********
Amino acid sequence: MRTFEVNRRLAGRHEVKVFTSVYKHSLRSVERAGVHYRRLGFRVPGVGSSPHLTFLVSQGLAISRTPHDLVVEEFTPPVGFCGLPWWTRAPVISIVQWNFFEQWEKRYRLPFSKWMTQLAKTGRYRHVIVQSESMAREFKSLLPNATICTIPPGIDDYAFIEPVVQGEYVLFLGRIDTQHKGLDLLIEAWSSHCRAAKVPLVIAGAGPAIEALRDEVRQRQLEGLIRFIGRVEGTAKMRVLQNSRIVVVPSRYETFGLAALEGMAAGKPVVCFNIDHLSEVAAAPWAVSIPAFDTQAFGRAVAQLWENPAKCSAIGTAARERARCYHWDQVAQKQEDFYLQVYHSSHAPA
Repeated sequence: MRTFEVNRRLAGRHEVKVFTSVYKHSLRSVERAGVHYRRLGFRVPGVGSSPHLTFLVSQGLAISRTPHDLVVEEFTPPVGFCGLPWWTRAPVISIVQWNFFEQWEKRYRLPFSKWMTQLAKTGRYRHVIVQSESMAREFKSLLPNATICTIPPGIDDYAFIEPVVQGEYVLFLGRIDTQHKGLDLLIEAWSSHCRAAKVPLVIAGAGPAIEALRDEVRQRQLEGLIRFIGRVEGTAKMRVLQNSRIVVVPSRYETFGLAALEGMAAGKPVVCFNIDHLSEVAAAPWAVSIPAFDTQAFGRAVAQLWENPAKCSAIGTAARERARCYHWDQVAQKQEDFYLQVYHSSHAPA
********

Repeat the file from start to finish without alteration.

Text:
Amino acid sequence: MRTFEVNRRLAGRHEVKVFTSVYKHSLRSVERAGVHYRRLGFRVPGVGSSPHLTFLVSQGLAISRTPHDLVVEEFTPPVGFCGLPWWTRAPVISIVQWNFFEQWEKRYRLPFSKWMTQLAKTGRYRHVIVQSESMAREFKSLLPNATICTIPPGIDDYAFIEPVVQGEYVLFLGRIDTQHKGLDLLIEAWSSHCRAAKVPLVIAGAGPAIEALRDEVRQRQLEGLIRFIGRVEGTAKMRVLQNSRIVVVPSRYETFGLAALEGMAAGKPVVCFNIDHLSEVAAAPWAVSIPAFDTQAFGRAVAQLWENPAKCSAIGTAARERARCYHWDQVAQKQEDFYLQVYHSSHAPA
Repeated sequence: MRTFEVNRRLAGRHEVKVFTSVYKHSLRSVERAGVHYRRLGFRVPGVGSSPHLTFLVSQGLAISRTPHDLVVEEFTPPVGFCGLPWWTRAPVISIVQWNFFEQWEKRYRLPFSKWMTQLAKTGRYRHVIVQSESMAREFKSLLPNATICTIPPGIDDYAFIEPVVQGEYVLFLGRIDTQHKGLDLLIEAWSSHCRAAKVPLVIAGAGPAIEALRDEVRQRQLEGLIRFIGRVEGTAKMRVLQNSRIVVVPSRYETFGLAALEGMAAGKPVVCFNIDHLSEVAAAPWAVSIPAFDTQAFGRAVAQLWENPAKCSAIGTAARERARCYHWDQVAQKQEDFYLQVYHSSHAPA